The Pullman Detective Camera
S. J. Levi & Company
|Name:||The Pullman Detective Camera|
|Manufacturer:||S. J. Levi & Co, London|
|Country of Origin:||United Kingdom|
|Production Period:||Not known|
|Plate / Film Size:||¼ plate|
|Lens:||Wray London 7" Platystigmat f7.3 (Serial 13123)|
|Shutter:||Thornton Pickard "Time" roller blind shutter with original air bulb|
|Movements:||Rising front on lens standard; tilt on back|
|Dimensions (h x l x w):|
|Date of this Example:||c1896|
|Serial Number:||No obvious markings apart from serial on the lens (13123)|
Very attractive and well built hide satchel style detective camera in ¼ plate size, with square section bellows. The Wray lens seems to be contemporary, supported by the Lens Vade Mecum, but this does not help date it any more closely.
When closed the camera resembles a leather case. The top of the bag (fitted with a lock) opens to reveal the focusing screen while the bottom of the bag is released by a button built into the case and hinges down allowing the bellows to be drawn out.
The camera is named as "The Pullman Camera" on the label on the baseboard and also under the satchel lid, embossed into the hide case. The ivory label carries the makers name as "S. J. L. & Co" and is also marked "Rd" in one corner and "211201" in the opposite corner - is this the patent number perhaps? Curiously, it looks as if the nameplate may have been added as an after thought as a recess has had to be cut into the mahogany frame of the camera body to allow the front to close.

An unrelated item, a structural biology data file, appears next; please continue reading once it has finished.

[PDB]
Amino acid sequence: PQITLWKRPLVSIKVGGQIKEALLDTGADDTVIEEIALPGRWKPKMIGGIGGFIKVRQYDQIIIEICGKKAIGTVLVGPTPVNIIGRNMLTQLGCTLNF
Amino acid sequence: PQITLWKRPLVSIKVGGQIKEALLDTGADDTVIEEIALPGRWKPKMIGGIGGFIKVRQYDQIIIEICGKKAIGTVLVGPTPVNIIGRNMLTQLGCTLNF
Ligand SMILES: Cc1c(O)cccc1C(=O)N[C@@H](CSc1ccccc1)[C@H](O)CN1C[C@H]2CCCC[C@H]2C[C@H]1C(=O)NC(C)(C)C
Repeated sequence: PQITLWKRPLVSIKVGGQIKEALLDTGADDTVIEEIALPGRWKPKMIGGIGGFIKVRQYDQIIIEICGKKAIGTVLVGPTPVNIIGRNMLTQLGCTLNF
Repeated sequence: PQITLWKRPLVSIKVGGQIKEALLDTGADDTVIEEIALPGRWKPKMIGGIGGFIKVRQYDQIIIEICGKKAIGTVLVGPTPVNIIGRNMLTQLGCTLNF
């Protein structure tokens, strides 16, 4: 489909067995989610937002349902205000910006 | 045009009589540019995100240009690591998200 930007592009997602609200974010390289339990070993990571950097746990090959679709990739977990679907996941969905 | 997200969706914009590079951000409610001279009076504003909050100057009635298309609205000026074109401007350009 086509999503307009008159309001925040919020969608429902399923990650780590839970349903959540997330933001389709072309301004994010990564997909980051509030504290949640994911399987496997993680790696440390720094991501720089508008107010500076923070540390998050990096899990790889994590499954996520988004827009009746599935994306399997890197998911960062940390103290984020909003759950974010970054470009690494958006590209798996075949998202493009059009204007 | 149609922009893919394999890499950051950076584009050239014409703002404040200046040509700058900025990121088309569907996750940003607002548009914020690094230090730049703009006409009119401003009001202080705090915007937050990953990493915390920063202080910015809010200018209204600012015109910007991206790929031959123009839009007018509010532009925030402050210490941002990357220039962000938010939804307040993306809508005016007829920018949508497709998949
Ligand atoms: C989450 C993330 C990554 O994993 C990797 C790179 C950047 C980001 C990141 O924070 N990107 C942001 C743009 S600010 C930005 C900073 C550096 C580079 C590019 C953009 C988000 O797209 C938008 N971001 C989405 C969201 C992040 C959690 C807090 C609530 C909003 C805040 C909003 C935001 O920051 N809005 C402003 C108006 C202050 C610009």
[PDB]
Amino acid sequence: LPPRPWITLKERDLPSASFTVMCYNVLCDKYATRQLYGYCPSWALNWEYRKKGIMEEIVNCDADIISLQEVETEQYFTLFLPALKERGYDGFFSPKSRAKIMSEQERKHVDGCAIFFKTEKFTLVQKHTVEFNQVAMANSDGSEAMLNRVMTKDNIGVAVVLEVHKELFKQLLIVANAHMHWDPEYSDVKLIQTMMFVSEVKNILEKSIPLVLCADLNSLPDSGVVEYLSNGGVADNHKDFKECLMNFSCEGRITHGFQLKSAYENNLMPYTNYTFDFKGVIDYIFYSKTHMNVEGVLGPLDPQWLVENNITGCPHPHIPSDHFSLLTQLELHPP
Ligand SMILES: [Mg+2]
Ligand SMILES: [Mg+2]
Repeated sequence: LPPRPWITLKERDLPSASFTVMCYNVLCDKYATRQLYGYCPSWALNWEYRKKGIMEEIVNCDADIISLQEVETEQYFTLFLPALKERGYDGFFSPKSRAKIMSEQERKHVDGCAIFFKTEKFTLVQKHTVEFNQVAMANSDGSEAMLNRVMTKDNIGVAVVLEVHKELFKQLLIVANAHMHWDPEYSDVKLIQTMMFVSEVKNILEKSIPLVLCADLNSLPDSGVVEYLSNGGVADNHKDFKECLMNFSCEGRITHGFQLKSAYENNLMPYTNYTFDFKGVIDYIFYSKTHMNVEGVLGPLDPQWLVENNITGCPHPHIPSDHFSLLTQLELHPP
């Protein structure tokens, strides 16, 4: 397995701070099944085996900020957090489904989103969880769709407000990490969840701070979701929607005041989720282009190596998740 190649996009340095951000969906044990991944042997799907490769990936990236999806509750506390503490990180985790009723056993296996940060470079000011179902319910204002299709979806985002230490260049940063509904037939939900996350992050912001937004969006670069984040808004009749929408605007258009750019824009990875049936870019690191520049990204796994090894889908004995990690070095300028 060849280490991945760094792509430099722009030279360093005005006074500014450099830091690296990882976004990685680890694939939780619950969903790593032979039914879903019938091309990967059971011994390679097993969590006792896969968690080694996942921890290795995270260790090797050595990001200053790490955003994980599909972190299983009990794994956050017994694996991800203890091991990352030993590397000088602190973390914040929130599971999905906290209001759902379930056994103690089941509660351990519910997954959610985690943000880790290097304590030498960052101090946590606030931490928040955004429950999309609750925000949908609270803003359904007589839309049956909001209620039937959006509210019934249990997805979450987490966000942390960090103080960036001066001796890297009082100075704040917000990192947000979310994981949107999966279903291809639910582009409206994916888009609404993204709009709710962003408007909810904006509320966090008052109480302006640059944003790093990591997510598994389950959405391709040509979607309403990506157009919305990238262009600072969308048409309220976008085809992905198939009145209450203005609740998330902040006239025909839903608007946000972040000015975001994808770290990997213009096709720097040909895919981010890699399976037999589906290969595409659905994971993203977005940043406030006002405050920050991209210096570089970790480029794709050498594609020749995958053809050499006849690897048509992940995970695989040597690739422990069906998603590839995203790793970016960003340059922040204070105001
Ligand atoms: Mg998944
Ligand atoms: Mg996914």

There is a small brass "key" stored inside the camera, which has a square inner section. This slots into a small keyway on the lower edge (same side as viewfinder), and then operates the gear which winds the camera out and back very smoothly. It also has an original brass tripod mounting screw.
The hide case is in good condition generally, with some surface marking, but sound. However, the satchel lid hinge has failed, leaving the lid section cleanly broken away from the remainder of the casing. The hinges on the side panels are showing wear, but remain intact. Failure of hinges formed in the leather is not unusual.
The lid has elastic built in (also seen in photos of another example), which presumably was intended to hold the DDS. None are with the camera. However it does have its viewing screen holder, albeit that the glass has long since disappeared. It has a tilting back and rising front.
The shutter still has its pull string and toggle attached and it also has its bulb still attached, although this has dried out and split. The bellows are in very good order. The camera is equipped with a viewfinder and must be original to the camera as the drop down section door has a recess for the end of the finder lens.
The camera is different in design in small details to the version in Channing & Dunn [2, p73] British Camera Makers, which has brass side rails for the lens standard and a narrower pull out section.
Photos copyright © 2009 David Purcell. Do not use without permission.
These cameras are scarce and research on the internet does not turn up many examples. The example at the National Media Museum (Bradford) is very similar in form except that the case is in black hide rather than tan and the camera has been fitted with a Pullman plate changer that curiously doesn't seem to fit properly.
How many excuses can you come up with to justify buying an expensive camera? This one was my 50th birthday present to myself!